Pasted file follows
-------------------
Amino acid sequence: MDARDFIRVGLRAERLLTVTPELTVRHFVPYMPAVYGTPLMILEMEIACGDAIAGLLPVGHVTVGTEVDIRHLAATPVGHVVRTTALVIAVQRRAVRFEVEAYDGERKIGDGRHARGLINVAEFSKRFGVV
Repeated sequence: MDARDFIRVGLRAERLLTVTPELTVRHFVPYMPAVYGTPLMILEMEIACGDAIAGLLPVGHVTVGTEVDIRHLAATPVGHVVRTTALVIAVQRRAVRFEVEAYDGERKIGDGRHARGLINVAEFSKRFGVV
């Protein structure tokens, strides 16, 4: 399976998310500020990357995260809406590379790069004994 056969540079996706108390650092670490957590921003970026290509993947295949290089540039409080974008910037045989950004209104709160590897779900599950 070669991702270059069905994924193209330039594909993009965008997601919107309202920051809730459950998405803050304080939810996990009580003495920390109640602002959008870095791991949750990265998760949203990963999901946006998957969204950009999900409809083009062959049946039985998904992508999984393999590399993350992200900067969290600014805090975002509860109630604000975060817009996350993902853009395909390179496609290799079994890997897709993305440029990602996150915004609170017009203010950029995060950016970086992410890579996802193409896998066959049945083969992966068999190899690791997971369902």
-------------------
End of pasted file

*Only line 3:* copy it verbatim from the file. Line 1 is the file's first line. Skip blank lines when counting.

């Protein structure tokens, strides 16, 4: 399976998310500020990357995260809406590379790069004994 056969540079996706108390650092670490957590921003970026290509993947295949290089540039409080974008910037045989950004209104709160590897779900599950 070669991702270059069905994924193209330039594909993009965008997601919107309202920051809730459950998405803050304080939810996990009580003495920390109640602002959008870095791991949750990265998760949203990963999901946006998957969204950009999900409809083009062959049946039985998904992508999984393999590399993350992200900067969290600014805090975002509860109630604000975060817009996350993902853009395909390179496609290799079994890997897709993305440029990602996150915004609170017009203010950029995060950016970086992410890579996802193409896998066959049945083969992966068999190899690791997971369902």